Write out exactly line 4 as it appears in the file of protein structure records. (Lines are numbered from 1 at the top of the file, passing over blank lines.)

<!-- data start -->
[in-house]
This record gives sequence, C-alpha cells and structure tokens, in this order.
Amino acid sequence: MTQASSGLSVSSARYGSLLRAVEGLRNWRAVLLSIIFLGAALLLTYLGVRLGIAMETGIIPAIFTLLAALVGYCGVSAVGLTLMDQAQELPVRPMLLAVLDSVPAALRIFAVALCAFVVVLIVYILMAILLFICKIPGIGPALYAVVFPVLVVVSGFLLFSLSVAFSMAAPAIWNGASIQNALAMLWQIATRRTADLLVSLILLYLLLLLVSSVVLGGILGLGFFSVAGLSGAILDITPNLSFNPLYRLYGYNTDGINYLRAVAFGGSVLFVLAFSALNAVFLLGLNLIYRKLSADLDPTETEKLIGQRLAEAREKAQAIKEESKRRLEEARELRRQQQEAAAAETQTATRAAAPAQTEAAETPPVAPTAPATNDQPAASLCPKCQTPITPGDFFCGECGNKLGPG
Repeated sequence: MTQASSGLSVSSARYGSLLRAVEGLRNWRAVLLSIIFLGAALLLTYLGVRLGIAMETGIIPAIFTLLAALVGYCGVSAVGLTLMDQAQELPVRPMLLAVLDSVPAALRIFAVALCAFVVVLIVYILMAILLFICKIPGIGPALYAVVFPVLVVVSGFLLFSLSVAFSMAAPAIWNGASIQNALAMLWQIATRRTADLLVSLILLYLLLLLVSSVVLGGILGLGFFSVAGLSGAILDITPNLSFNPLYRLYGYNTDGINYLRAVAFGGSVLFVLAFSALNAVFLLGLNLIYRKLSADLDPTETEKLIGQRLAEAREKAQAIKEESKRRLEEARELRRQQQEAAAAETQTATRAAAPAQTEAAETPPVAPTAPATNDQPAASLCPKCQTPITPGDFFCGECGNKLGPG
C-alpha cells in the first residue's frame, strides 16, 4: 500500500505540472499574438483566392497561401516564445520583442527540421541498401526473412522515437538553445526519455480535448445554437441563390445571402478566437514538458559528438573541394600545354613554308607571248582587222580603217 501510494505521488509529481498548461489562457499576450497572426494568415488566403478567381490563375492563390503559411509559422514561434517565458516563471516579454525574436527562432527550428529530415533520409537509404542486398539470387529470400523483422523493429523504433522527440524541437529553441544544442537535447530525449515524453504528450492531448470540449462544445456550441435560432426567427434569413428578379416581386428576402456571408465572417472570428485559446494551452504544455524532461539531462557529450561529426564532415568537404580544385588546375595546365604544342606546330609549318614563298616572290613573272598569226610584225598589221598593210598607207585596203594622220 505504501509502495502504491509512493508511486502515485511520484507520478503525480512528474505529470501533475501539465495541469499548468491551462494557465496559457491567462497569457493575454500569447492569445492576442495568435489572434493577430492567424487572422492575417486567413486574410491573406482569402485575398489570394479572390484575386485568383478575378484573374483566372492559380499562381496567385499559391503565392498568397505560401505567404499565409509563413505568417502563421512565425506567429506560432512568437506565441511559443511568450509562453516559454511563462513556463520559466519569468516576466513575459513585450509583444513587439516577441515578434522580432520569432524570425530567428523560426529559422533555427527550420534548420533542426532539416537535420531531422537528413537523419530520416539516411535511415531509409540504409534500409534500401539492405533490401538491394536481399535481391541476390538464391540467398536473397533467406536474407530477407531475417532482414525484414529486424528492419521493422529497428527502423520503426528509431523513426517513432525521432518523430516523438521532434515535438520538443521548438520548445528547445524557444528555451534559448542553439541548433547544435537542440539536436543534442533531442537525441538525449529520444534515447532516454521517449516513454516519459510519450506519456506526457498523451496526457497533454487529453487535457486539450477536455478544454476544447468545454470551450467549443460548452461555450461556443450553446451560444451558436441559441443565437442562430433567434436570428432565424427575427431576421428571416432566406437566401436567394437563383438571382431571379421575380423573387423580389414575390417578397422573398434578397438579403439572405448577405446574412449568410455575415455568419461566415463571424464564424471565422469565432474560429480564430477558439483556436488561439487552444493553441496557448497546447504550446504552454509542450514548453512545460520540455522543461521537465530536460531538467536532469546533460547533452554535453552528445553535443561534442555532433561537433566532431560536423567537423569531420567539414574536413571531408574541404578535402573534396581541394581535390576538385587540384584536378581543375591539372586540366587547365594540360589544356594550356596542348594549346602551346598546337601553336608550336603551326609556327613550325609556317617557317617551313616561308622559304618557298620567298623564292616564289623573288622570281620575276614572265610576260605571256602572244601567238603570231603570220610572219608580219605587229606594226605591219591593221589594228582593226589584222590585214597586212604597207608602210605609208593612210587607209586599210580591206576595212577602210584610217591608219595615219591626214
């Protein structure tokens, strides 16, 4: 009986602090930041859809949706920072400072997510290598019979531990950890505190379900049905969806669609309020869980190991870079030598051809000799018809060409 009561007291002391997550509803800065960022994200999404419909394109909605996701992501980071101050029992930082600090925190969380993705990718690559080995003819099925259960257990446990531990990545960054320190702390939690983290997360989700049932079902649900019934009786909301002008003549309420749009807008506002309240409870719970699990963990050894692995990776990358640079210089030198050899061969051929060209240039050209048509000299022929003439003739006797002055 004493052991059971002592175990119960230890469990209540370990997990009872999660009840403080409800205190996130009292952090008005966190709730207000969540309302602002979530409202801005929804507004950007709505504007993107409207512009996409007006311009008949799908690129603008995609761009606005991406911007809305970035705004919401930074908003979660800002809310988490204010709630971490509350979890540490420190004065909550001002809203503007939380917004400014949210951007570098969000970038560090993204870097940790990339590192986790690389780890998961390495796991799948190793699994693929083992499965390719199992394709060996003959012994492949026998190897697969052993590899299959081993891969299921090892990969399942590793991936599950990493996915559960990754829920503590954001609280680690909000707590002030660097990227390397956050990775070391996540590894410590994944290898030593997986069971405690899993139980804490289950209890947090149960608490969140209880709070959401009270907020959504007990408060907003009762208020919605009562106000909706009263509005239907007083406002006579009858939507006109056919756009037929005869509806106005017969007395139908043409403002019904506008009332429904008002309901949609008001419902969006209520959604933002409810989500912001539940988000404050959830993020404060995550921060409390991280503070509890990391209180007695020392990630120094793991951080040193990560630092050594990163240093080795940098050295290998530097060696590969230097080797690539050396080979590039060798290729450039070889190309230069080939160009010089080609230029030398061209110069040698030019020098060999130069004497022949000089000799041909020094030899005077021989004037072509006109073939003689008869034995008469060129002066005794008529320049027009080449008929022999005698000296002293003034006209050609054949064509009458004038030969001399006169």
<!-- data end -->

Repeated sequence: MTQASSGLSVSSARYGSLLRAVEGLRNWRAVLLSIIFLGAALLLTYLGVRLGIAMETGIIPAIFTLLAALVGYCGVSAVGLTLMDQAQELPVRPMLLAVLDSVPAALRIFAVALCAFVVVLIVYILMAILLFICKIPGIGPALYAVVFPVLVVVSGFLLFSLSVAFSMAAPAIWNGASIQNALAMLWQIATRRTADLLVSLILLYLLLLLVSSVVLGGILGLGFFSVAGLSGAILDITPNLSFNPLYRLYGYNTDGINYLRAVAFGGSVLFVLAFSALNAVFLLGLNLIYRKLSADLDPTETEKLIGQRLAEAREKAQAIKEESKRRLEEARELRRQQQEAAAAETQTATRAAAPAQTEAAETPPVAPTAPATNDQPAASLCPKCQTPITPGDFFCGECGNKLGPG